Disease was allowed to develop for 14 days, and then the rats were euthanized by anesthetic overdose. Gingival tissue samples were collected from the mandibular first molar regions, immediately frozen, and kept at –80°C for further analysis. In order to confirm the establishment of periodontal disease, contralateral and ipsilateral mandibular alveolar bone specimens were collected at day 14 and submitted to macroscopic and histologic analysis. For macroscopic analysis, mandibles were immersed in sodium hypoclorite 1% solution for 4 hours and the whole remaining bone soft tissue was mechanically removed. The pieces were stained with methylene blue (1 g/100 mL) for 1 minute to delimit the cement–enamel junction. For histological analysis, the mandibles were fixed in 10% neutral buffered formalin and then demineralized in 5% formic acid for 7 days. 7 µm sections from the decalcified bone were stained with hematoxylin and eosin staining and evaluated to confirm bone loss.

Treatment with simvastatin

After ligature placement, animals were randomly assigned to two experimental groups (n=10 animals/group): 1) rats with ligature + vehicle (saline; 10 mL/kg; orally) and 2) rats with ligature + simvastatin (25 mg/kg; orally). Simvastatin (Sigma-Aldrich, St. Louis, MO, USA) was dissolved in saline. Either saline or simvastatin were administered for 14 days following periodontitis induction.

Histologic analysis of the mandible

Ipsilateral mandible samples were immediately fixed in 10% neutral buffered formalin for 24 hours, washed 3× in phosphate-buffered saline, and then stained with 1% methylene blue.11 Bone loss was evaluated in both contralateral and ipsilateral sides by comparison of digital images.

Sample preparation

Gingival tissue samples were homogenized in 300 µL of RIPA lysis buffer (Santa Cruz Biotechnology, Dallas, TX, USA) and then centrifuged for 10 minutes at 10,000 rpm at 4°C. The supernatants were collected and used for evaluation of cytokine (TNFα and IL-10) and MMP (MMP-2 and 9) levels.

Tissue cytokine and MMP levels

Gingival TNF-α, IL-10, MMP-2, and MMP-9 levels were evaluated by using commercially available kits (R&D Systems, Minneapolis, MN, USA) according to the manufacturer’s instructions. Results are expressed as picogram per milliliter (pg/mL).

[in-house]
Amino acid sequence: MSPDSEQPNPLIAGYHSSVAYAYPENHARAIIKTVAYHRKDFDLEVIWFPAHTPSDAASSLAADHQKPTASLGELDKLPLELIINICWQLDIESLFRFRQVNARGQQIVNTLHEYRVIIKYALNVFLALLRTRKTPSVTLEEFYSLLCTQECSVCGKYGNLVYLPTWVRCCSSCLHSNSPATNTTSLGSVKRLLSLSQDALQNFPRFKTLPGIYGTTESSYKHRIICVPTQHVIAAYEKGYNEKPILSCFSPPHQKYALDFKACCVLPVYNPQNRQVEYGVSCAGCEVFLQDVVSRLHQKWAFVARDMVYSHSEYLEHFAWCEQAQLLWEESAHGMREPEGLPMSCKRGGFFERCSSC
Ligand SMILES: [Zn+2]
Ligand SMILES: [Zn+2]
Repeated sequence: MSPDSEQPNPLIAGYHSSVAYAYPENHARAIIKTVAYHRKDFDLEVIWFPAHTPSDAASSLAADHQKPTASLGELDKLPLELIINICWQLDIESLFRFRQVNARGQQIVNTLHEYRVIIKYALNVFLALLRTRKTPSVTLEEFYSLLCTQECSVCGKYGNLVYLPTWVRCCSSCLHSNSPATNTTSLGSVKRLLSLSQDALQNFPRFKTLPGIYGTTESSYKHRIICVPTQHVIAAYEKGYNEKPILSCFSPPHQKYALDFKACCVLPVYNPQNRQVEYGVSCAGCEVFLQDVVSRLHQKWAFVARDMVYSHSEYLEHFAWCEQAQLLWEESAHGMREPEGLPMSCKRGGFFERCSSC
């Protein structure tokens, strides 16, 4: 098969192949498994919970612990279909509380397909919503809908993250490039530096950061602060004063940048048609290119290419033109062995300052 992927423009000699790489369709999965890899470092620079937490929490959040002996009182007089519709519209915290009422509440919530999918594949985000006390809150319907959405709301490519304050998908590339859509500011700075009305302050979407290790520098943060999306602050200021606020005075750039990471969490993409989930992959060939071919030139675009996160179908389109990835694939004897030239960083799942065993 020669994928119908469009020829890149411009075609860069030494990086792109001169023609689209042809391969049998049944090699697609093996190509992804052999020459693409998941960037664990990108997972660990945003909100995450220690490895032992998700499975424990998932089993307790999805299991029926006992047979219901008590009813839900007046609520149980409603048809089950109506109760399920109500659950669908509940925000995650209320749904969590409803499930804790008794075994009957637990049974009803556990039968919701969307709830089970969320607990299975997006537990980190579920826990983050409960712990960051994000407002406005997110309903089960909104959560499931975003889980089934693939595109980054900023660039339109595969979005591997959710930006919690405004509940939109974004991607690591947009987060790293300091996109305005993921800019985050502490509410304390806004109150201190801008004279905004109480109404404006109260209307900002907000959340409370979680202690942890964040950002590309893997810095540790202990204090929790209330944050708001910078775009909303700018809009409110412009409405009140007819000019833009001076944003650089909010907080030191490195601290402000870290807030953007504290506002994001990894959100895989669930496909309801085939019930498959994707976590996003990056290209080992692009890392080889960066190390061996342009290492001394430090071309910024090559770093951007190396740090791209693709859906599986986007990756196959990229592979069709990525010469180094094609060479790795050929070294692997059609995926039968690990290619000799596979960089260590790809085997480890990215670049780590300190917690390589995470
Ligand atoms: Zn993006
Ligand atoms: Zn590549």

Data analysis

The results are presented as the mean ± standard deviation for the animals. The percentage of inhibition is reported as the mean ± standard deviation for each individual experiment. Statistical comparison was performed using unpaired Student’s t-test in GraphPad Prism 6.0 (GraphPad Software, Inc., La Jolla, CA, USA). p<0.05 was considered significant.

Results

Figure 1 shows the bone integrity of both the contralateral and ipsilateral sides of the mandible. The ipsilateral (ligature; Figure 1B), but not the contralateral (Figure 1A) side, presented loss of the alveolar crest (black arrow), indicating the successful induction of periodontitis in the tested rats. In addition, the histological analysis demonstrated an inflammatory cell infiltration with cementum and alveolar process destruction confirming the periodontitis (ligature, Figure 1D). In contrast, the contralateral side showed a normal periodontium (Figure 1C).

Figure 1 Macroscopic and histology analysis of the mandible.


Notes: Contralateral (A, C) and ipsilateral (B, D) sides of the mandible in animals with ligature-induced periodontitis treated with vehicle (saline, 10 mL/kg, orally, 14 days, once a day). Disease was induced in the ipsilateral molar region. Contralateral (nonligated) mandibles were used as controls. Samples were collected at 14 days after periodontitis induction. The arrow indicates loss of alveolar crest, suggestive of bone loss (B). The histological analysis shows inflammatory cell infiltration with cementum and alveolar process destruction confirming the periodontitis (D).